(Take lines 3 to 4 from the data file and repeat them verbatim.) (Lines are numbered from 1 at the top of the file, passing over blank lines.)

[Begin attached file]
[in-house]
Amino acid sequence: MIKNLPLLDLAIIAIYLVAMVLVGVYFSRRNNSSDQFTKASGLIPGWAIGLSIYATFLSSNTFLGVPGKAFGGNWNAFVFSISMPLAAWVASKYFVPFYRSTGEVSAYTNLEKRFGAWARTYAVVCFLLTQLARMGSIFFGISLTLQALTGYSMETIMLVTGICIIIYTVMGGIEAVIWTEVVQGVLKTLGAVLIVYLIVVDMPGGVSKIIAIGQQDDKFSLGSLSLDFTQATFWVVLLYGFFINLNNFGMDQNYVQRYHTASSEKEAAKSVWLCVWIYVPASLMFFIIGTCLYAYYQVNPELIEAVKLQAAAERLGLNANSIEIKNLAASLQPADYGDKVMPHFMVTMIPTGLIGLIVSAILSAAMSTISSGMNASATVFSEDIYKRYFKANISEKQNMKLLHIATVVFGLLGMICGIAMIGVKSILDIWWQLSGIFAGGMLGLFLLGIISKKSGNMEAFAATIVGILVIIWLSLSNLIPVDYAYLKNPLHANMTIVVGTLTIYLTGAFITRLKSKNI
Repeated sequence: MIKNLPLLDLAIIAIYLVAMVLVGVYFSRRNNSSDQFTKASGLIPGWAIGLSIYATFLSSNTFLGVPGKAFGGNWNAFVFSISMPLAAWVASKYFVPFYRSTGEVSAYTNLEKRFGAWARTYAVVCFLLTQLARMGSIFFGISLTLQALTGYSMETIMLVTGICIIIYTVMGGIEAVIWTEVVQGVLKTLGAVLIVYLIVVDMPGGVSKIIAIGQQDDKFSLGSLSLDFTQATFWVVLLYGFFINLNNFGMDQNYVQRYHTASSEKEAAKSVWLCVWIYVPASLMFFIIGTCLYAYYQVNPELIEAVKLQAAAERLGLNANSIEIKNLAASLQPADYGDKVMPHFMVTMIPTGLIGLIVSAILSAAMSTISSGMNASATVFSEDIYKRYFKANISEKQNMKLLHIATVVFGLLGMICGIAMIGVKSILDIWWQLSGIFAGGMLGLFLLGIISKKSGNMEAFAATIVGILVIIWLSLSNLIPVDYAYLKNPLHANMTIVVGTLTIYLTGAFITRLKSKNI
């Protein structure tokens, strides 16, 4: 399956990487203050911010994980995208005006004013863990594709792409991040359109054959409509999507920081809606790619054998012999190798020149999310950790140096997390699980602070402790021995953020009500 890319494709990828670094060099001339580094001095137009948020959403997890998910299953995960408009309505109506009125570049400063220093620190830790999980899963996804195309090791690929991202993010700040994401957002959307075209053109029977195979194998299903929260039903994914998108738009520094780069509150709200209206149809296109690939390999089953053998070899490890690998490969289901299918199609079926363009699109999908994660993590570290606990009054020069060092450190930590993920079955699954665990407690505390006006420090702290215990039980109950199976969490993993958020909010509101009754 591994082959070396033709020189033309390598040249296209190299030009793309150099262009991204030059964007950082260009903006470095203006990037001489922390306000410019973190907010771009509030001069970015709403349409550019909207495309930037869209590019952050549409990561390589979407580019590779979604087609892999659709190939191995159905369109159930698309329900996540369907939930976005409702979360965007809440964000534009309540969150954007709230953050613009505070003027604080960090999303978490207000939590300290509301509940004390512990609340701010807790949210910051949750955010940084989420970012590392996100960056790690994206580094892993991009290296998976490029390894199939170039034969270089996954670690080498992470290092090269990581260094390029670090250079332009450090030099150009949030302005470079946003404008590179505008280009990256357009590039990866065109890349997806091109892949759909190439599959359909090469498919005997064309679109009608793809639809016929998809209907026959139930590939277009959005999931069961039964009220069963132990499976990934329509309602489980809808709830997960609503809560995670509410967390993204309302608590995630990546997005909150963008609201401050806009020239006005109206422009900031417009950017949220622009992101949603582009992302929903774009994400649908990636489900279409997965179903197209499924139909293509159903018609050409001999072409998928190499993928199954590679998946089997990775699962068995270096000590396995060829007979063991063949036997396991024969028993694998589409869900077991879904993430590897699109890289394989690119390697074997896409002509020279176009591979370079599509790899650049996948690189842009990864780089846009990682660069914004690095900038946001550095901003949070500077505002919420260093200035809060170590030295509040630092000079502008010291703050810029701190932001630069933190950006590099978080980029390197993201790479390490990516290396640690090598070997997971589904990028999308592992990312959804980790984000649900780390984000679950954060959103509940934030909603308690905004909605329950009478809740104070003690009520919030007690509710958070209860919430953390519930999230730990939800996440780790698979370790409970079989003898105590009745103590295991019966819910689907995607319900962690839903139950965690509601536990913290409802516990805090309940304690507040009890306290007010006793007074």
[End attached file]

Repeated sequence: MIKNLPLLDLAIIAIYLVAMVLVGVYFSRRNNSSDQFTKASGLIPGWAIGLSIYATFLSSNTFLGVPGKAFGGNWNAFVFSISMPLAAWVASKYFVPFYRSTGEVSAYTNLEKRFGAWARTYAVVCFLLTQLARMGSIFFGISLTLQALTGYSMETIMLVTGICIIIYTVMGGIEAVIWTEVVQGVLKTLGAVLIVYLIVVDMPGGVSKIIAIGQQDDKFSLGSLSLDFTQATFWVVLLYGFFINLNNFGMDQNYVQRYHTASSEKEAAKSVWLCVWIYVPASLMFFIIGTCLYAYYQVNPELIEAVKLQAAAERLGLNANSIEIKNLAASLQPADYGDKVMPHFMVTMIPTGLIGLIVSAILSAAMSTISSGMNASATVFSEDIYKRYFKANISEKQNMKLLHIATVVFGLLGMICGIAMIGVKSILDIWWQLSGIFAGGMLGLFLLGIISKKSGNMEAFAATIVGILVIIWLSLSNLIPVDYAYLKNPLHANMTIVVGTLTIYLTGAFITRLKSKNI
């Protein structure tokens, strides 16, 4: 399956990487203050911010994980995208005006004013863990594709792409991040359109054959409509999507920081809606790619054998012999190798020149999310950790140096997390699980602070402790021995953020009500 890319494709990828670094060099001339580094001095137009948020959403997890998910299953995960408009309505109506009125570049400063220093620190830790999980899963996804195309090791690929991202993010700040994401957002959307075209053109029977195979194998299903929260039903994914998108738009520094780069509150709200209206149809296109690939390999089953053998070899490890690998490969289901299918199609079926363009699109999908994660993590570290606990009054020069060092450190930590993920079955699954665990407690505390006006420090702290215990039980109950199976969490993993958020909010509101009754 591994082959070396033709020189033309390598040249296209190299030009793309150099262009991204030059964007950082260009903006470095203006990037001489922390306000410019973190907010771009509030001069970015709403349409550019909207495309930037869209590019952050549409990561390589979407580019590779979604087609892999659709190939191995159905369109159930698309329900996540369907939930976005409702979360965007809440964000534009309540969150954007709230953050613009505070003027604080960090999303978490207000939590300290509301509940004390512990609340701010807790949210910051949750955010940084989420970012590392996100960056790690994206580094892993991009290296998976490029390894199939170039034969270089996954670690080498992470290092090269990581260094390029670090250079332009450090030099150009949030302005470079946003404008590179505008280009990256357009590039990866065109890349997806091109892949759909190439599959359909090469498919005997064309679109009608793809639809016929998809209907026959139930590939277009959005999931069961039964009220069963132990499976990934329509309602489980809808709830997960609503809560995670509410967390993204309302608590995630990546997005909150963008609201401050806009020239006005109206422009900031417009950017949220622009992101949603582009992302929903774009994400649908990636489900279409997965179903197209499924139909293509159903018609050409001999072409998928190499993928199954590679998946089997990775699962068995270096000590396995060829007979063991063949036997396991024969028993694998589409869900077991879904993430590897699109890289394989690119390697074997896409002509020279176009591979370079599509790899650049996948690189842009990864780089846009990682660069914004690095900038946001550095901003949070500077505002919420260093200035809060170590030295509040630092000079502008010291703050810029701190932001630069933190950006590099978080980029390197993201790479390490990516290396640690090598070997997971589904990028999308592992990312959804980790984000649900780390984000679950954060959103509940934030909603308690905004909605329950009478809740104070003690009520919030007690509710958070209860919430953390519930999230730990939800996440780790698979370790409970079989003898105590009745103590295991019966819910689907995607319900962690839903139950965690509601536990913290409802516990805090309940304690507040009890306290007010006793007074």